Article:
Singapore goes by many names – the Garden City and the Lion City just to name a few – but no name can truly describe the experience of traveling and … [Read More...]
I was excited to land in Rio, the jewel in Brazil’s crown. This metropolis is home to the late musician Antônio Carlos Jobim, samba, and the crescent-shaped Ipanema and Copacabana beaches, both of which serve as playgrounds for locals and tourists. Now that I was in Rio, borrowing the cheerful and feisty spirit of the locals, known as “cariocas” was inevitable. It was more than likely I would have to return it when it came time to leave Brazil.
Brazilians speak Portuguese, not Spanish. Portuguese is a tricky language; some sounds, such as nasal vowels, are very rare in English. Cariocas have a sing-song like accent and following what they say is daunting for the first time visitor to Rio. However, I knew that with a little time and practice, mastering basic phrases would be a cinch.
On a sunny morning I ventured out to see the famed Christ the Redeemer Statue designed and built in the early 1930s by Brazilian engineers with the help of a renowned French architect, Paul Landowski. With its arms outstretched and head slightly bowed, it’s as if the statue is blessing the city of Rio. The Archdiocese of Rio wanted to rekindle the spirit of Catholicism in Brazil after World War I, and that’s how the statue came to be. I was impressed with the statue and the view of the city from the summit! I was equally pleased with the vista of Rio from the top of Sugarloaf Mountain, which can only be reached by cable car.
To understand Brazil and for a once in a lifetime cultural experience, I went to see a football (not soccer) match at Maracanã Stadium in the northern suburbs of Rio. I was taken aback at the size of the place and realized I had entered a different universe. Being a spectator in Maracanã wasn’t anything like watching a basketball match at Madison Square Garden in New York City. Brazilians fans whip themselves into a frenzy when a goal is scored, and I couldn’t help but ride the wave. Just think how full the stadium will be once the 2016 Olympics get underway! If Brazil is victorious the ensuing celebration will be unlike anything that has ever been witnessed.
London is so tourist friendly it’s no wonder the city was chosen to host the 2012 Summer Olympics. I like London so much because many of the city’s top museums are free to explore, and this isn’t the case where I come from. I’ve been a history buff for as long as I can remember so I can revel in all the familiar landmarks: Westminster Abbey, the Tower of London, St. Paul’s Cathedral, and Buckingham Palace.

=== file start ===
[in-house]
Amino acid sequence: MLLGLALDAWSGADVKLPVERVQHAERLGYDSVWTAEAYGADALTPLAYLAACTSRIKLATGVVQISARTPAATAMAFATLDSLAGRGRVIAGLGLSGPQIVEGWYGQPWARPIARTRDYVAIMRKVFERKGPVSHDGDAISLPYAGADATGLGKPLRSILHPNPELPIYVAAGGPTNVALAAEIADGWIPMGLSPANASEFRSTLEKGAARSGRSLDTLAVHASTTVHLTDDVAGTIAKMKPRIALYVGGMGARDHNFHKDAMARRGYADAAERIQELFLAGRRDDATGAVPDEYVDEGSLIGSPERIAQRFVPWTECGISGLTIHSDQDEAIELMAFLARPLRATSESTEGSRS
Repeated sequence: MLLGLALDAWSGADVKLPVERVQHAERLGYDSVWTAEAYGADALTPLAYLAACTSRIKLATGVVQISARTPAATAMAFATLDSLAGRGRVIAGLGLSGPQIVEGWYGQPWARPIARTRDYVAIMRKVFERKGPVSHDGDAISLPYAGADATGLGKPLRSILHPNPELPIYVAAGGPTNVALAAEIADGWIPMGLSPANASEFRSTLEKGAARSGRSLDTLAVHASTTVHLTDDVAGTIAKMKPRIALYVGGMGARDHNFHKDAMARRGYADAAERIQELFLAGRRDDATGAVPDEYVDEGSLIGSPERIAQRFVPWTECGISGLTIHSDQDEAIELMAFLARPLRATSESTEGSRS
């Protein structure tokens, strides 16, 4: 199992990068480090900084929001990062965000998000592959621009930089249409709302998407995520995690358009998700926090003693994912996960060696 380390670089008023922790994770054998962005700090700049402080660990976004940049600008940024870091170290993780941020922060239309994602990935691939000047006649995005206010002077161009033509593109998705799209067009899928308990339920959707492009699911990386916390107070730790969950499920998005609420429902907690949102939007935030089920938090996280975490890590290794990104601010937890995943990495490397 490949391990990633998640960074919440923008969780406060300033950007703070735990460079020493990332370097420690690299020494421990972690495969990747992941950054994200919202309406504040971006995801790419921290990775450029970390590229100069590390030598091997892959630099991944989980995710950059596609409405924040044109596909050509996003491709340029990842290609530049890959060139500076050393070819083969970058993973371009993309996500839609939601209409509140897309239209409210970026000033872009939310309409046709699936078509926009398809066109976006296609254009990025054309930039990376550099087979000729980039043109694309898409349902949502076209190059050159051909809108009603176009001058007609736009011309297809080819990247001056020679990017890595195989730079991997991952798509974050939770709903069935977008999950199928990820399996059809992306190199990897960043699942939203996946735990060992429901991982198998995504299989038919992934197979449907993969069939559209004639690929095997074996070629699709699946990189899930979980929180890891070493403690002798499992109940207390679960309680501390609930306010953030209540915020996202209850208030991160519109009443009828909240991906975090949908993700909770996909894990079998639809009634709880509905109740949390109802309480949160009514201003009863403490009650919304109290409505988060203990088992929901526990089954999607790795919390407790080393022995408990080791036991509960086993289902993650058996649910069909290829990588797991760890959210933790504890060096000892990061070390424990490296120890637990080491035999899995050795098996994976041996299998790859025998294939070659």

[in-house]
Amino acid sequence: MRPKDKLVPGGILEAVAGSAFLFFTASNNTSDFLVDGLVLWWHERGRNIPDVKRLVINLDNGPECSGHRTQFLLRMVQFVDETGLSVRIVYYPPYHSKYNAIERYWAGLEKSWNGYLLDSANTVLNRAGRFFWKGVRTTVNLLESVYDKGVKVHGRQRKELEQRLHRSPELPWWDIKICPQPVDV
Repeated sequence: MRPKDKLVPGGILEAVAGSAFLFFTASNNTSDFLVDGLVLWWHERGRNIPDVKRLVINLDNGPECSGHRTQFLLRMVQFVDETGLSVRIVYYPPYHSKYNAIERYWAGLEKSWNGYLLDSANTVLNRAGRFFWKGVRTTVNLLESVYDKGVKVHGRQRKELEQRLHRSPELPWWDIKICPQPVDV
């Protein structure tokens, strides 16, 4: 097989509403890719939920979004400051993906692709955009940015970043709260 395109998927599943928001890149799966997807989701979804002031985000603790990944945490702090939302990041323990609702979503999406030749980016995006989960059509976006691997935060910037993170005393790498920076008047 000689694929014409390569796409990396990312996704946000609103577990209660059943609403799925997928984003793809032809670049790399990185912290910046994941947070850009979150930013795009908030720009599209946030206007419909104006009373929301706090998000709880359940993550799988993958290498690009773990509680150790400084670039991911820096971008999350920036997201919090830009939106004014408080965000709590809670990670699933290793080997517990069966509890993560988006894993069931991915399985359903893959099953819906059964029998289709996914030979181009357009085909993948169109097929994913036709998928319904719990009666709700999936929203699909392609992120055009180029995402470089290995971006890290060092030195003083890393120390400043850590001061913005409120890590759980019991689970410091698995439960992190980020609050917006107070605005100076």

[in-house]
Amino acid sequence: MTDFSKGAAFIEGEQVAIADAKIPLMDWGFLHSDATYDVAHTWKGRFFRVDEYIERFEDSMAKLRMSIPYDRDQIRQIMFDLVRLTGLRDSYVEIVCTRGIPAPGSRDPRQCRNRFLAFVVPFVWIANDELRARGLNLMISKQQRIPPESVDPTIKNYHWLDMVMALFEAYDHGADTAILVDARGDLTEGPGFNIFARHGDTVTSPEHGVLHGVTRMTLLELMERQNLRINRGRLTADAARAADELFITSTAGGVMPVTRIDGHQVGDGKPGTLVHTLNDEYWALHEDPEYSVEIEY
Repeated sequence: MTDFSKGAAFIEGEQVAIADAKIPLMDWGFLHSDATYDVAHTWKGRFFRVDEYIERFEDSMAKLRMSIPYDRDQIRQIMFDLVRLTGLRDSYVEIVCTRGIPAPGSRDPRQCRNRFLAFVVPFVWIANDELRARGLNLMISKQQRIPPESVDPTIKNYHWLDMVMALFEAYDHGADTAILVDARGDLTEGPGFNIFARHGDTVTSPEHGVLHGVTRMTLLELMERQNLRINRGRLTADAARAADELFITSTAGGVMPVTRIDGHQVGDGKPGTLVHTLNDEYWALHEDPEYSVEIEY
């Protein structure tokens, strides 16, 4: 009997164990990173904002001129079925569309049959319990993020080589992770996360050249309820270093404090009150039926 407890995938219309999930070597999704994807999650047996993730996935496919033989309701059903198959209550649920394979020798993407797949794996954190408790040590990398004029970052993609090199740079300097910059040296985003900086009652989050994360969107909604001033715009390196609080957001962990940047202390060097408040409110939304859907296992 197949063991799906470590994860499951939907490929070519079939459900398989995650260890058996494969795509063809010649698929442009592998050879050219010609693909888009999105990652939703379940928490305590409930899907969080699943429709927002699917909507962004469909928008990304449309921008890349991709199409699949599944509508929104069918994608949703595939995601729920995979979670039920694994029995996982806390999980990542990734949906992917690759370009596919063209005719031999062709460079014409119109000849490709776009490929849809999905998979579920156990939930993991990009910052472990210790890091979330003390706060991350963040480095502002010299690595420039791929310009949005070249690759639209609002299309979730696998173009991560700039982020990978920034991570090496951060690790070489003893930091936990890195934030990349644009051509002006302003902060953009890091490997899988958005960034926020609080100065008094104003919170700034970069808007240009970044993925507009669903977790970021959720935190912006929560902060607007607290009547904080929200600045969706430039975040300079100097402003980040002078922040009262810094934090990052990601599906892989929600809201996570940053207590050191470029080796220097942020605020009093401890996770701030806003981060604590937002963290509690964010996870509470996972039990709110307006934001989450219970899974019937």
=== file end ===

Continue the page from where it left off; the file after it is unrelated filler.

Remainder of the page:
What is the best place from which to begin a tour of London? First of all, get acquainted with the Tube, or the “subway” as North Americans like to call an underground rail system. Take note, however, that the word “subway” in the UK means pedestrian underpass. All underground lines are color-coded, and the system is divided into six zones. All of the stuff worth seeing in London is concentrated in Zone 1, so getting around won’t be difficult at all. An Oyster card saves money in the long run.
I would say that Trafalgar Square is an excellent place to start a walking tour of central London. This square was named after the naval battle on October 21, 1805 that cost Horatio Nelson his life. Walk north of Trafalgar Square and soak up lots of history at the National Portrait Gallery. To beat the crowds visit early in the morning on any day of the week. The good news is that the gallery is free! That meant I would have more money to shop and eat and in London these activities aren’t exactly cheap.
The Imperial War Museum is off the radar for many visitors, but I consider it to be one of the best in the city. It’s smaller, quieter, and free. This always puts a smile on my face. There are some great exhibits in here, including a sobering reminder of the Nazi persecution of European Jews from 1933 to 1945. It’s not a coincidence that this exhibit is on the museum’s top floor, out of sight of younger children who aren’t quite ready to see the horrors of the past.
Okay, enough about museums. There is so much more to London. Hyde Park is the place for an afternoon stroll. Reflect on everything you’ve seen while having a relaxing lunch at the Serpentine Café.
I like Kuala Lumpur, a city that’s cheaper than Singapore and a tad more conservative than Bangkok. On the way to the city center from the airport, I caught the familiar scent of humid, tropical air I knew so well from previous visits to Asia. This was my first visit to Malaysia, and was anxious to find out what the nation’s capital looked like.
I stayed in the centrally located Concorde Hotel, and felt as if this was the best place to crash for a few days because it was so close to the action. Like the World Trade Centers which used to stand in New York City, the Petronas Twin Towers dominate the skyline of Kuala Lumpur. The external design of these buildings has a noticeable Islamic motif and serves as the headquarters of Petronas – the national oil company of Malaysia. Next to the Petronas complex is the Suria KLCC mall – one of Kuala Lumpur’s more popular centers for material consumption. The place was huge, of course, with six levels and an ultra-modern interior.